Promise

I promised myself that I would add one of these stories here every time I told one. I tell them at one point or another throughout the summer. There will be no chronology - not yet anyway - nor will there be much of a schedule. You never know; I might add a story every day and I might not. This is my life. Every day is an adventure.

Anna

Friday, July 23, 2010

Lessons in Bear

One day, a friend of ours talked us into taking a dog someone she knew was going to send to the pound. I guess they had this dog and one of her puppies but they could only have one dog. Tilly was an Australian sheep dog. She was a nice dog, and I think she did her best to please. I was her person, though I swear I don't know why, maybe because I'm the one who doles out the chow on a regular basis.

After we got Tilly out here, we discovered that being a good bear dog doesn't always come naturally. Being a sheep dog, she was bred to herd and was very happy to keep pushing my ducks around whenever she saw them. Course when she cornered them, she really wanted to do so much more than just herd them. "No" generally had to be enforced, but giving up wasn't one of her strong points.

When her first bear wandered into our yard, I firmly believe that Tilly panicked. Never before had she seen another animal bigger than she was, and if she had, it certainly wasn't that big. She didn't bark. She instantly turned tail and beat feet for the house. Nor did she stop to scratch at the door. Like a battering ram on four short legs, she rammed into the door, which fortunately for her, doesn't have a latch.

It took us a couple minutes to figure out why she came in so fast. It really was so funny.

But then a black bear came around and this one kept coming around. Since this bear was properly shy, I thought this was a perfect opportunity to try to teach Tilly what to do when a bear (or moose) comes around. After she came blasting in the house, I took her back out with me. I stood in the middle of the yard and barked at the bear, and the bear ran off. I felt like an idiot, but it was obvious Tilly was doing a lot of thinking. She'd look at the retreating bear and then at me and back again.

The bear came back a couple days later and I did it again, winning a timid "woof" from Tilly as well, and once again, the bear left. Ooh now Tilly was feeling pretty important.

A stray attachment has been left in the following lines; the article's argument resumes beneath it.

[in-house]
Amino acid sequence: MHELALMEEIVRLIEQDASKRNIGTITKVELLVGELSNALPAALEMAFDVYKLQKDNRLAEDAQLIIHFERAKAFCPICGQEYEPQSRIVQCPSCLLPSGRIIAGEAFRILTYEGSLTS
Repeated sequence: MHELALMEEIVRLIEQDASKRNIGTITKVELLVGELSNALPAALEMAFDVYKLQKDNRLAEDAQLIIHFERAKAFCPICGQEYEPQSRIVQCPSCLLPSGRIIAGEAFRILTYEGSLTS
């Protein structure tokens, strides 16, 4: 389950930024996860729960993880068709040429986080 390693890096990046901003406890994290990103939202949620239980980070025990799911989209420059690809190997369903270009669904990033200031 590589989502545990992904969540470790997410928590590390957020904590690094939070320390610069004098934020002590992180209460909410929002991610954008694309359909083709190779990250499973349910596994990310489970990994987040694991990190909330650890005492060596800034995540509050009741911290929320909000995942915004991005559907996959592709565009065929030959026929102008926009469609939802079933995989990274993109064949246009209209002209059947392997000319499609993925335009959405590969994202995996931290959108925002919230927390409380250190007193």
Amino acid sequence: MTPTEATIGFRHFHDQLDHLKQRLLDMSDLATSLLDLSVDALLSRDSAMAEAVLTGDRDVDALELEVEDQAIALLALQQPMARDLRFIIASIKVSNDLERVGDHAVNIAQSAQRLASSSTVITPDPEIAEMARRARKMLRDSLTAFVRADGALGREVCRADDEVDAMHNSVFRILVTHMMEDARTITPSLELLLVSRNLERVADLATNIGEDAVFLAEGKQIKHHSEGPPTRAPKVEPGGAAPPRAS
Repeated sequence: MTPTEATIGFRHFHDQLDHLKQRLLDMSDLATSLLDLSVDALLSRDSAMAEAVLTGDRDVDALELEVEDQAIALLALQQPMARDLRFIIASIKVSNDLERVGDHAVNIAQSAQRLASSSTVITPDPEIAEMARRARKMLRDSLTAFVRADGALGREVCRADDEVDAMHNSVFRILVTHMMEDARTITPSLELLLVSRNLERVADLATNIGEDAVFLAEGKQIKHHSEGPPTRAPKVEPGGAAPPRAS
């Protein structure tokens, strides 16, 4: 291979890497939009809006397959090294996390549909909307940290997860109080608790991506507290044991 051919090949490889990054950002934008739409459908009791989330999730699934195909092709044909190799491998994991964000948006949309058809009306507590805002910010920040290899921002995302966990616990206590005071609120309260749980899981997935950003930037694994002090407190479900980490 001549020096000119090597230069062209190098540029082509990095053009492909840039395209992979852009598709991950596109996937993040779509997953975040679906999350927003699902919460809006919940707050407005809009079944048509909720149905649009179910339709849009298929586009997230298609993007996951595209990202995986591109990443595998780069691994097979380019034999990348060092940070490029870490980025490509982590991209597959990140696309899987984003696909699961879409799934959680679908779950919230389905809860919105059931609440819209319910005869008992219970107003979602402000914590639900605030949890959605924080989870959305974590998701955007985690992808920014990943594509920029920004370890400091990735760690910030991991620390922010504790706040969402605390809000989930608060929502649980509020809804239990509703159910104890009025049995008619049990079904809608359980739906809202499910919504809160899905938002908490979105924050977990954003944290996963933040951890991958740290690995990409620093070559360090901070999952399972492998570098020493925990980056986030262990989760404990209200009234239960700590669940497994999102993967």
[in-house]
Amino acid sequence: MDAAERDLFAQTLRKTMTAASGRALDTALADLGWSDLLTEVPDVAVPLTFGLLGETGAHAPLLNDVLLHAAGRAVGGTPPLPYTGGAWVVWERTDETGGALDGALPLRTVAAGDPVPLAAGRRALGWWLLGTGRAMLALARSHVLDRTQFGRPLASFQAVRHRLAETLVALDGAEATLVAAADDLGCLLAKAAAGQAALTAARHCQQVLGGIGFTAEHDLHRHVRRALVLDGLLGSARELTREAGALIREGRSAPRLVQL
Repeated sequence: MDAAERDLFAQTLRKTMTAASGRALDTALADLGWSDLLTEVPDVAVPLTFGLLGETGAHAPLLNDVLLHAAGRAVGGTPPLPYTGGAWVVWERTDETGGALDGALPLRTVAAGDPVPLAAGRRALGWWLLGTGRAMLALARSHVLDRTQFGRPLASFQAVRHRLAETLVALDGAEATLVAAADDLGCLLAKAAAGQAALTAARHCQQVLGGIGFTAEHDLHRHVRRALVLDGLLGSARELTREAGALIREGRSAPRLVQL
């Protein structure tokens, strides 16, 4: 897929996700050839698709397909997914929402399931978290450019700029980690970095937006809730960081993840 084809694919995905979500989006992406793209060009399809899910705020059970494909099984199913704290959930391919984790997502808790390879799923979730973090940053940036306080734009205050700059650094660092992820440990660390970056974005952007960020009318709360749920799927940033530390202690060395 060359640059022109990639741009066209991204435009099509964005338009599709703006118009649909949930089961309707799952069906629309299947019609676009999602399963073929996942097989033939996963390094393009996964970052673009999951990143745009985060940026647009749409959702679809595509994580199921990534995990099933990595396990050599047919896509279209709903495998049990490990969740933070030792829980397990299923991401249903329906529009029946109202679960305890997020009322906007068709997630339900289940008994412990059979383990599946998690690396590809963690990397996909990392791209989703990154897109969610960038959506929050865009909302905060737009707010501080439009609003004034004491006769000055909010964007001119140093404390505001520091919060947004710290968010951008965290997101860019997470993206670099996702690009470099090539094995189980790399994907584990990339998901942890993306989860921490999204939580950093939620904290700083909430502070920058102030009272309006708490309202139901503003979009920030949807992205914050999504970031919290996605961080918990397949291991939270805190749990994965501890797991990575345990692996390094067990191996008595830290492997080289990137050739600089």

Now, you must understand, I have a rule when it comes to bears hanging around, I had a family here and bears that kept coming around, especially when I was so careful about trash and garbage, were trouble bears. If they go away, that's fine. If they keep coming back - third time's it.

Well, said bear came around yet again and this time was it. I took my 30.06 out with the dog. Apparently, the bear had a three time limit too. It was no longer frightened by my barking and of course Tilly wasn't very bold in the barking department yet.

I'm not a bad shot with a rifle. The bear was down after one shot. I was a little concerned about Tilly's reaction to the gun, but it was another thing for her to think about "Big bang = dead scary thingy". She was right by my side as we walked up to the bear.

Unfortunately, I never learned whether her lessons were learned. Very shortly after that, she bit my husband over the duck. He was trying to stop her from killing the duck and she bit him. He has no tolerance for a dog who bites a member of the family and neither did I. It could just as well have been one of my boys. Tilly never saw another sunrise, or even the end of that day for that matter. She was gone by the time I got home from work.

3 comments:

JC said...

I do so enjoy the stories of your life, Anna. When the book, "Anna of Alaska" comes out, I'll be certain to buy it! hint hint...

Mattias Kroon said...

This is so exciting to read that I can understand that you are born to write!

Keep up the very good work!

Bryan Gira said...

Wow Anna, I know now better than to mess with you!

What an awesome tale and so realistic. Great job!

Bryan